Ever since I heard the link I was hoping for something more solid than the weak associations I was hearing about on NPR and other news sources. It seemed very preliminary, and a bit worrisome that, especially in the foreign press, that they were claiming things like the New Orleans/Katrina disaster was the first example of a global warming disaster. The evidence simply wasn’t conclusive and in general in science, results need to age. It’s like cheese or wine, you wait for the results that get better with time, and you have to be patient.
To answer that question, scientists like to look at hurricane activity in the past, which can tell them whether or not recent activity is an abnormal spike in the record. But reliable observations of hurricane activity over the Atlantic only go back to 1944, so scientists have to turn to other indicators.
One team of scientists examined Caribbean corals and the abundances of a particular plankton to see how hurricane activity, which affects both groups, changed over the past 270 years.
The researchers compiled data of these coral proxies, or stand-ins, for direct hurricane data, and reconstructed wind shear and sea surface temperature records for the past 270 years, giving them an idea of what hurricane activity might have been like.
They found that the downward trend in the number of hurricanes from the 1940s to the 1970s was replicated by the reconstruction and is attributable to greater wind shear, which likely stifled hurricane development.
The scientists also used the reconstruction to compare the current upswing in hurricanes to past active phases and found that it was “unexceptional.”
I’m not an expert in this field whatsoever, so I have to rely on others’ analysis to see what this means in the context of other results in the field. But this statement in particular seems strange to me:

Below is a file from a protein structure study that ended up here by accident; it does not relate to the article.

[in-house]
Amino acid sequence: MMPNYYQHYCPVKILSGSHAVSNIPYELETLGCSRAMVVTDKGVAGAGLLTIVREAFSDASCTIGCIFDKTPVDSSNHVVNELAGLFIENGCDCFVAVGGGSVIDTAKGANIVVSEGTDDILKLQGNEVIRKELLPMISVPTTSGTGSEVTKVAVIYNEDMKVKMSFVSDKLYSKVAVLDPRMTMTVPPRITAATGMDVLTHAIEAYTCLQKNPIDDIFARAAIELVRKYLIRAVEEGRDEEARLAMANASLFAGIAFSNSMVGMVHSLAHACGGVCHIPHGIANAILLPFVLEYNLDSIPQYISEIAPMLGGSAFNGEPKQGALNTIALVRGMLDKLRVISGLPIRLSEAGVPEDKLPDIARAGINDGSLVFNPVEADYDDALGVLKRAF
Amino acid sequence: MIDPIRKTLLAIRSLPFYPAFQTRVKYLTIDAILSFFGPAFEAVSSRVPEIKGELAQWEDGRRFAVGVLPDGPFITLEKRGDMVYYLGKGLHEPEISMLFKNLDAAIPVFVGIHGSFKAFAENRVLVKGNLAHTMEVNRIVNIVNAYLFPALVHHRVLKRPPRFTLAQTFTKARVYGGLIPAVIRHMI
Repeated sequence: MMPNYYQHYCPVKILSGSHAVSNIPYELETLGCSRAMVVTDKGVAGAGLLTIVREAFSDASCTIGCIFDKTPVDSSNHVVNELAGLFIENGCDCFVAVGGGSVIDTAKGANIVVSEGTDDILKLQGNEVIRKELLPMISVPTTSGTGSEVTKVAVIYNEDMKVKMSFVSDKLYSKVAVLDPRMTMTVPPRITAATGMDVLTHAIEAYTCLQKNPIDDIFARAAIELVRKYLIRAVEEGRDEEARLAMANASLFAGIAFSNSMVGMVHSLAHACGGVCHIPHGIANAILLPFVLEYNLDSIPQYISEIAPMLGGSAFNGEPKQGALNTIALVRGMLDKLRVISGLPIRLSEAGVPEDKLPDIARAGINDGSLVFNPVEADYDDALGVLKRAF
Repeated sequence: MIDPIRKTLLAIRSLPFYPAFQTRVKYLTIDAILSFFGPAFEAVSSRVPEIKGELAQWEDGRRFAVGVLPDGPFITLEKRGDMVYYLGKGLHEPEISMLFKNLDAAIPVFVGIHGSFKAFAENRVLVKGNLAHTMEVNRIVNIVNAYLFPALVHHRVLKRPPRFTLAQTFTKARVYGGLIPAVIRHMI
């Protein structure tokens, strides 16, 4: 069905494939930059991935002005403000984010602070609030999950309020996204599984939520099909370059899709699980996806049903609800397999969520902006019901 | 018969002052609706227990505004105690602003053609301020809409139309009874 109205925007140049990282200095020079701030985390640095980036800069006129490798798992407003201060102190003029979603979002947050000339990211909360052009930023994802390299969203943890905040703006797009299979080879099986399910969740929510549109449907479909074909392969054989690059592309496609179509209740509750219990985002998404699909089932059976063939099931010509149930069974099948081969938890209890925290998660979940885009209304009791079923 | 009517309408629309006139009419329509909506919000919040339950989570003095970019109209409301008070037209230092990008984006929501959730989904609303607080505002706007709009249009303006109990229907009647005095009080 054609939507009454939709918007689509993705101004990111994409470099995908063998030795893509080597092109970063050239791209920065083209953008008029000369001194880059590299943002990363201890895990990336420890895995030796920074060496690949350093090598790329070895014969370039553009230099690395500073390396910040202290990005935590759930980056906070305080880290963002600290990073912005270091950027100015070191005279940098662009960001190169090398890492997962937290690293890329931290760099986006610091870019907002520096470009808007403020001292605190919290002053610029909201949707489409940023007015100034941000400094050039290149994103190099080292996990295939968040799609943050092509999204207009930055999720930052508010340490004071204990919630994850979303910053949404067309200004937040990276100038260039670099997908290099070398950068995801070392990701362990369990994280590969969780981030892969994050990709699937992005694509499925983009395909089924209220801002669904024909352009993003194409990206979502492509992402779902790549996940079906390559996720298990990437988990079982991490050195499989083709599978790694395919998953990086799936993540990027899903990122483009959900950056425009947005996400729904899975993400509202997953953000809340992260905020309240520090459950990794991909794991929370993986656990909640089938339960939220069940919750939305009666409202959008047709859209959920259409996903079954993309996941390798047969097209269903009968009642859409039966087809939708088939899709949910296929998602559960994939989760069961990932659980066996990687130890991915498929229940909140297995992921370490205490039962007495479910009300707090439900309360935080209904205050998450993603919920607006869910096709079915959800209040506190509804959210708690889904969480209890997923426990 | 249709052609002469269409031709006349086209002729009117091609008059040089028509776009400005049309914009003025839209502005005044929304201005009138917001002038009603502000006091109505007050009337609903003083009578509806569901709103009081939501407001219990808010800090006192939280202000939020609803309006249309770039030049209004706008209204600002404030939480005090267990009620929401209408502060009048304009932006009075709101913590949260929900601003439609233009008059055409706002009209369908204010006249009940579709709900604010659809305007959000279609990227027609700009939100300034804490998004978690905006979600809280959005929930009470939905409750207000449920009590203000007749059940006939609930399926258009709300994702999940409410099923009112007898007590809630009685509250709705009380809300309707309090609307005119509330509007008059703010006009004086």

So though sea surface temperatures have been rising with global warming over the past century, the authors of the new study, detailed in the June 7 issue of the journal Nature, say that higher wind shear won out over any fuel hurricanes would have received from the water during the lull from the 40s to the 70s.
But in the future, if wind shear decreases (which could happen if there were fewer El Niño events), and sea surface temperatures continue to rise, storms could have longer lifetimes, form more often or become more intense, the authors concluded in their paper.
Other studies, including another recent Nature study that examined sediment cores from a Puerto Rican lake, have put together these past hurricane records from proxy data and concluded that wind shear may be more important than the ocean’s temperature in influencing hurricane activity.
From what I recall of the 40s to 70s, that was a period of relative cooling. It makes physical sense that increased temperatures in bodies of water will lead to more intense storms, as warmer waters are absolutely responsible for hurricane activity. However, it’s clear that at the very least, temperature is dampened by other factors. I hope Real Climate pitches in and gives a good overview of where the field is in terms of this understanding.
I am worried however, that in classic denialist fashion, the anti-GW cranks will latch onto this and say, “See! You’re wrong! You don’t know anything!” when it was clear to me that this connection has always been somewhat tentative (and still not completely ruled out). The science of global warming is clearly not dependent on this result, but some people who were raising alarms with the suggestion of a link will likely be used to further disparage the science.